Once the ends of the caudal and cranial limbs of the sutures have been tied to each other, the purse-string effect achieved can be observed (Fig 3 B-D). The goal of this technique is to create an anterior bumper of capsulolabral tissue and to have the humeral head centered on the glenoid. The pearls, pitfalls, risks, key points, indications, and contraindications of the technique are shown in Table 1.
Table 1Pearls, Pitfalls, Risks, Key Points, Indications, and Contraindications of the technique.
Pitfalls and Risks
-The patient can be placed in lateral decubitus or beach-chair position. For the lateral decubitus, the patient is supported by dorsal and ventral side supports and the arm is suspended by traction of 8-10 lb in 30° of abduction and 10° of flexion with accessory lateral traction of 3-5 lb. In the beach-chair position, the patient's arm is suspended by longitudinal traction of 8-10 lb in 30°-40° of flexion. -Examination under anesthesia should be the first step of the procedure. -Evaluation should be initially performed with use of 60 mL of air insufflation to gauge the humeral translation. -All possible concomitant injuries should be assessed (capsular tears, HAGL lesion, cartilage or bony defects on the glenoid rim and humeral head, and rotator cuff and biceps injuries). -The labral detachment should be completed, or created, with a periosteal elevator and a rasp. -The first stage consists on releasing the anterior capsule and labrum from the neck of the glenoid down to the 6-o'clock position. -It is very important to ensure that the inferior glenohumeral ligament and labrum could be properly shifted superiorly and laterally. -The glenoid neck should be refreshed with a rasper to promote tissue healing. -It is important to place the suture anchor at the 4-o'clock position, and at the margin of the articular surface to allow re-creation of the glenoid concavity.
-Without a complete capsular release, the capsular shift will not be possible. -Tissue passage with the Sixters should be delicate, to avoid damage to the labrum. -The surgeon should test the strength of the anchor fixation by means of pulling out the sutures. -Surgeons must be aware of the risk of tissue tearing when making sliding knots
-The position of the anchor at the 4-o'clock position ensures the capsular shift from south to north (6 to 4 o'clock). -By use of the purse-string technique, a large contact area between the capsule and the glenoid neck is created, and not only “spot welding.” -Other advantages of this procedure include lower cost, and less difficulty of revision surgery because of small numbers of suture anchors. -When making labral repairs with the Sixters, tissue penetration and suture retrieval are easier and faster.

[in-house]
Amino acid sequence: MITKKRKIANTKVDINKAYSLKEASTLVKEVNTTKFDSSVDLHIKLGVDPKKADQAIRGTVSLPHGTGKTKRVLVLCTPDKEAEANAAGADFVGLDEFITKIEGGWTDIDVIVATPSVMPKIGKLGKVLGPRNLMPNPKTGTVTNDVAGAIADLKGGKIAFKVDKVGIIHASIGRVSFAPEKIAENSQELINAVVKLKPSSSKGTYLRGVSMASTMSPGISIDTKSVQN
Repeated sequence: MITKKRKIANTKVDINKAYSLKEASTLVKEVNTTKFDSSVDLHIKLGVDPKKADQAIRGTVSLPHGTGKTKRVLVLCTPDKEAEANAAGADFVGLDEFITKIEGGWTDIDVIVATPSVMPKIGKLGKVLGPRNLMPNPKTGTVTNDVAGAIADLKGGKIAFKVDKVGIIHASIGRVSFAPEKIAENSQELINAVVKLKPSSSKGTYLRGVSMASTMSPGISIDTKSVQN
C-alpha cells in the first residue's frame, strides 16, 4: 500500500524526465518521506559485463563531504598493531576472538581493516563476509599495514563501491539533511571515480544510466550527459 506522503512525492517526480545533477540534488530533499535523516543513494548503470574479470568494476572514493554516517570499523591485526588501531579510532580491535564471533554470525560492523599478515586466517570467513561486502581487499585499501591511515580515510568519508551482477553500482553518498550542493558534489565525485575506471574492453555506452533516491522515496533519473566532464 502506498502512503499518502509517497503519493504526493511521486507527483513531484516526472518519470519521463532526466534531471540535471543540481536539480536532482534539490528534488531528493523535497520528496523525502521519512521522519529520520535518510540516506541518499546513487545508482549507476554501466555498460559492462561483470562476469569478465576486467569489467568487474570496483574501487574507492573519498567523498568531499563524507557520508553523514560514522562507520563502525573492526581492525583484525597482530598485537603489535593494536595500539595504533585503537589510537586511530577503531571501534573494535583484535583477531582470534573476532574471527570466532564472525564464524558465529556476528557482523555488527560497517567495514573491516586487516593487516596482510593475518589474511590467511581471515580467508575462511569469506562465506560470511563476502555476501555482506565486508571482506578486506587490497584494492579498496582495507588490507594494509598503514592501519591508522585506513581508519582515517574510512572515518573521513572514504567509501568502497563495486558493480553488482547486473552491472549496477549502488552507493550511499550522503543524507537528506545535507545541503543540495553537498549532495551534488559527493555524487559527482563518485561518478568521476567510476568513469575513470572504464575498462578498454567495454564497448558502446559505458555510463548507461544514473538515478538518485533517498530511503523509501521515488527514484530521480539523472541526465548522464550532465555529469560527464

-Anterior recurrent glenohumeral instability with labral detachment, capsular laxity, and glenoid defect <25%
-Voluntary instability -Multidirectional atraumatic instability -Glenoid defect ≥25% -Elderly people -Comorbid factors that contraindicate the need for surgery
HAGL, humeral avulsions of the glenohumeral ligament.
The postoperative rehabilitation protocol consists of use of a shoulder immobilizer in neutral rotation for 6 weeks. Postoperatively, the patient's shoulder is immobilized in a sling with a body belt for 3 weeks. At 3 weeks, the body belt is removed, and pendulum exercises can commence. At 3 to 4 weeks postoperatively, dangling exercises are initiated, and 1 to 2 weeks later, active assisted motion followed by active range-of-motion exercises are initiated. Physiotherapy includes mobilization, proprioception rehabilitation, scapular stability, and rotator cuff strengthening. Combined abduction and external rotation stretching exercises are started not earlier than 12 weeks postoperation. It is recommended that patients not return to contact or overhead sports for 6 months.
The early and medium-term results of this technique have been previously published.
Thirty-six patients (37 shoulders), with a mean age of 26 years, with history of recurrent anteroinferior posttraumatic instability as a result of a traumatic Bankart lesion were managed with this procedure. All patients were assessed at a mean of 36 months (range, 27-87 months) after surgery. The results obtained were very encouraging, with a rate of failure of only 5.4%, a high level of return to preinjury sporting activities (with 97% of patients returning to the same sport and 66% returning to their preinjury level of sports), and a high patient satisfaction rate (with excellent or good results in 94% of patients).